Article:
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JamesWoolcock

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JamesWoolcock last won the day on April 19

JamesWoolcock had the most liked content!

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Profile Information

  • Gender
    Male
  • Location
    English Midlands

Previous Fields

  • Occupation
    Retired
  • Boat Name
    MARQUIS
  • Boat Location
    Stone occasionally

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  1. JamesWoolcock

    Narrowboat colours

    Yes. The same boat. Molly was built by Tony Francis for the late Kevin Scragg. He did a some sort of exchange (£+/-)with Roger Murrey for FMC MONARCH when she was still in steam. I am told Roger Murrey had Roger Fuller extend her tug deck by building a complete new fore end thus replacing the original and Roger Murrey renamed her Zulu. The internal painting is Kevin Scragg's and I suspect Kevin (Hazardous) Worthington who in his later narrow boat days worked as painter for Steve Hudson. I remember Molly in BWB colours before being repainted in Hingley's livery which was originally, I think, on their tug CROWN. There is even more to the tale of CROWN but for another day perhaps ....
  2. JamesWoolcock

    Odd enquiry

    Swarfega. Rub it in then wash the item. 100% I think on fresh oil and grease. James
  3. JamesWoolcock

    too p or not too p

    I gave up on all such relief in locks after I heard the commanding voice of a school teacher call out "Now children, gather round"! Yes indeed. The size of the bottle neck is what is important to most of us.
  4. JamesWoolcock

    too p or not too p

    Over the years I've learned so much from so many former working boatmen that has made so much difference, but the relevant tip given to me for single handed male boaters is to carry a fabric softener bottle. I'm never without one! Cheers Ed 😊 James
  5. JamesWoolcock

    What will happen to the Flapper in 2019

    Any news on The Prince of Wales?
  6. JamesWoolcock

    Bloody Day Boats

    I met a quite a few on the Bridgewater on the way to Lymm today and very entertaining. Lovely weather. Lots of pirates. Lots of booze. Lots of people on board too. But it's wide and deep so they had more room in which to screw up and they were having a lovely day on the waterways. James
  7. JamesWoolcock

    Deep locks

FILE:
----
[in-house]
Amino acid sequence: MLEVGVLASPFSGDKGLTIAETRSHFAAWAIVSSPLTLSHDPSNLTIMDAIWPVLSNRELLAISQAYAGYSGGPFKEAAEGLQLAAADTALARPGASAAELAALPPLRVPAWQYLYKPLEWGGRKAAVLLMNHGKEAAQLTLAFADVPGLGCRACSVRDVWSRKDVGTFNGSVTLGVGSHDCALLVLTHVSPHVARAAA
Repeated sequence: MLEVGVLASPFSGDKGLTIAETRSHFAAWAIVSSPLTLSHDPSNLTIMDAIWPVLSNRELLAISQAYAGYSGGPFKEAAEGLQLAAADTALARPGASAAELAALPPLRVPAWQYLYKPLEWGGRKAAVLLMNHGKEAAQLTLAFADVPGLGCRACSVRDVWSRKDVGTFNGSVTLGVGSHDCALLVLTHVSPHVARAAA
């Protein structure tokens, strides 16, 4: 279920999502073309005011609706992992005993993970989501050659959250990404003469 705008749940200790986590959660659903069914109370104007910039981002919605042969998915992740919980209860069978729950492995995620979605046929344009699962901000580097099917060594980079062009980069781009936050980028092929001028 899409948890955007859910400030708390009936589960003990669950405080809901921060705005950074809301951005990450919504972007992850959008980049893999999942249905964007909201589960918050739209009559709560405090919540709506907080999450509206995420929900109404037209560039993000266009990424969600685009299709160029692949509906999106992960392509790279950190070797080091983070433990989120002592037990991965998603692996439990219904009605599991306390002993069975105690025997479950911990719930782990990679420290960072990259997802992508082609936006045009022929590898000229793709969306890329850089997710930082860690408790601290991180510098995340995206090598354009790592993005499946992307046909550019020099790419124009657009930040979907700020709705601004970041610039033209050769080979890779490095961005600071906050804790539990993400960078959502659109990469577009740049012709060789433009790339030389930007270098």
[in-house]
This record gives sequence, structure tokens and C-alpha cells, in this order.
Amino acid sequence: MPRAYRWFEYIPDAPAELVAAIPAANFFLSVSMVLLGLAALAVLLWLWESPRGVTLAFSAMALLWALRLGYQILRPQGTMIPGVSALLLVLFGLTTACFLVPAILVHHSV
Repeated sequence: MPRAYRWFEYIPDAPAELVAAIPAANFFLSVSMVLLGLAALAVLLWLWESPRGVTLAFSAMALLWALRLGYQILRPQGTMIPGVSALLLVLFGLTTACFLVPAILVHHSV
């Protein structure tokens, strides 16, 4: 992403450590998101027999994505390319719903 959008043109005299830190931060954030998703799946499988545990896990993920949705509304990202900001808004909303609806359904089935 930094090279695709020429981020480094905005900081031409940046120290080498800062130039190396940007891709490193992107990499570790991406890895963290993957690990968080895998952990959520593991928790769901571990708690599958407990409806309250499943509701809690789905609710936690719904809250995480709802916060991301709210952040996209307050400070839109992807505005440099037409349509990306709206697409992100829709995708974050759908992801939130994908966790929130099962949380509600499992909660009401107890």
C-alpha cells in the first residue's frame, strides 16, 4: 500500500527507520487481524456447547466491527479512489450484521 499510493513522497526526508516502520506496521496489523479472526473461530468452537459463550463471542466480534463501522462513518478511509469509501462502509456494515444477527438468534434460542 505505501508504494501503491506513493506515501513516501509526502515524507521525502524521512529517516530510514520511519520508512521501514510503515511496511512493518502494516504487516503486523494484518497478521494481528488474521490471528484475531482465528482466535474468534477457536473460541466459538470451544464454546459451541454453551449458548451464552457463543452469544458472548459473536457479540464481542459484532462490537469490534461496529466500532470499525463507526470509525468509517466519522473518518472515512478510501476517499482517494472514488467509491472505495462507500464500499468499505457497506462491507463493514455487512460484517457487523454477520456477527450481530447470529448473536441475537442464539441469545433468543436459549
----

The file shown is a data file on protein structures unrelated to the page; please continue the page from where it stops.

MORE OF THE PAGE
That's because they haven't fixed the leak in the bottom gates.
  8. JamesWoolcock

    Minworth embankment repair

    So it wasn't just me! I suggest to help to improve things you should tell of this to jane.marriot@canalrivertrust.org.ok She is the engineer trying to solve this situation and I know she would really welcome your input. She's very approachable and really would welcome your comments. James
  9. JamesWoolcock

    Minworth embankment repair

    Oooooops Typo: " ...in the mid 1970s" !
  10. JamesWoolcock

    Minworth embankment repair

    MARQUIS is indeed a former FMC steamer of 1898, shortened to 54ft during her later working life on the BCN. The 'skirt' is in fact a 'false counter' or sub counter, added by Eddie Hambridge and a rather young Andrew Rothen when they worked for Pinders at Horninglow in Burton on Trent in the mid 1960s. They put the steel bottom on then too. Like all early steamers she has both a very long swim and entry so when shortened there is only about 16ft where the baseplate sides are parallel. The purpose of the false counter is twofold: to give greater stability to a now rather wobbly boat and to raise the counter. The first it must do to some extent, although she can still wobble! At the last out of water survey in 2017 it was observed that the false counter had become perforated and was full of mud and water. After an excellent repair at Canal Cruising Co's dock in Stone, there is no difference in draught. In the latter respect I don't think it does much. Nevertheless Malcolm Braine advised me not to have it removed because of the stability issue. She draws 3ft at the back of the skeg and around 2ft 3in at the stem post, representing a load of some 12 tons. This was scientifically measured by popping her alongside EMU with 11 tons of coal on! MARQUIS was lower at the deck beam. All this is when the two water tanks at the forend are full. When I crossed the lower pound at Minworth they were partly down so she might have been drawing half to one inch more. She does draw down more than this when under way, where here she barely was. I hope this adds something to the discussion. James